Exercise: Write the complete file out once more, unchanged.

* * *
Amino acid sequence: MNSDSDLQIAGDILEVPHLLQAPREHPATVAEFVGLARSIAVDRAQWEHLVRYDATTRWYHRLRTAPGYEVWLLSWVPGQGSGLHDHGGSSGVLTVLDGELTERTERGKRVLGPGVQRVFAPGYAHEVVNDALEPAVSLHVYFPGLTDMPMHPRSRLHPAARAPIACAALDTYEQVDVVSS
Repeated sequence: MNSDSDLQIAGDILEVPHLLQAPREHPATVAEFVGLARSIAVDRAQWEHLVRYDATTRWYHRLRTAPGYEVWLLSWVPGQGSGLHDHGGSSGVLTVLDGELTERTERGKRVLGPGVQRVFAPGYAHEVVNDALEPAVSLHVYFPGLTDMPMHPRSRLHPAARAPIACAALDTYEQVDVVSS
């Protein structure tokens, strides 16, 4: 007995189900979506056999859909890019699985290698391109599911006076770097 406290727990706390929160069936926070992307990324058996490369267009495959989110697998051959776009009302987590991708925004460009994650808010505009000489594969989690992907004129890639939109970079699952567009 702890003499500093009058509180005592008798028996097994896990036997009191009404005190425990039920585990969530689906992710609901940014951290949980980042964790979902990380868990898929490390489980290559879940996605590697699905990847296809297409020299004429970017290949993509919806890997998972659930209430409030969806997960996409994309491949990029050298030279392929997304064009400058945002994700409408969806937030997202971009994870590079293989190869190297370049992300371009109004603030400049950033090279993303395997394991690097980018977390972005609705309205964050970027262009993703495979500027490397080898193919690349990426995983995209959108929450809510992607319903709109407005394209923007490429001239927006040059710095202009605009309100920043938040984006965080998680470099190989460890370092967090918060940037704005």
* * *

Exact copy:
Amino acid sequence: MNSDSDLQIAGDILEVPHLLQAPREHPATVAEFVGLARSIAVDRAQWEHLVRYDATTRWYHRLRTAPGYEVWLLSWVPGQGSGLHDHGGSSGVLTVLDGELTERTERGKRVLGPGVQRVFAPGYAHEVVNDALEPAVSLHVYFPGLTDMPMHPRSRLHPAARAPIACAALDTYEQVDVVSS
Repeated sequence: MNSDSDLQIAGDILEVPHLLQAPREHPATVAEFVGLARSIAVDRAQWEHLVRYDATTRWYHRLRTAPGYEVWLLSWVPGQGSGLHDHGGSSGVLTVLDGELTERTERGKRVLGPGVQRVFAPGYAHEVVNDALEPAVSLHVYFPGLTDMPMHPRSRLHPAARAPIACAALDTYEQVDVVSS
């Protein structure tokens, strides 16, 4: 007995189900979506056999859909890019699985290698391109599911006076770097 406290727990706390929160069936926070992307990324058996490369267009495959989110697998051959776009009302987590991708925004460009994650808010505009000489594969989690992907004129890639939109970079699952567009 702890003499500093009058509180005592008798028996097994896990036997009191009404005190425990039920585990969530689906992710609901940014951290949980980042964790979902990380868990898929490390489980290559879940996605590697699905990847296809297409020299004429970017290949993509919806890997998972659930209430409030969806997960996409994309491949990029050298030279392929997304064009400058945002994700409408969806937030997202971009994870590079293989190869190297370049992300371009109004603030400049950033090279993303395997394991690097980018977390972005609705309205964050970027262009993703495979500027490397080898193919690349990426995983995209959108929450809510992607319903709109407005394209923007490429001239927006040059710095202009605009309100920043938040984006965080998680470099190989460890370092967090918060940037704005």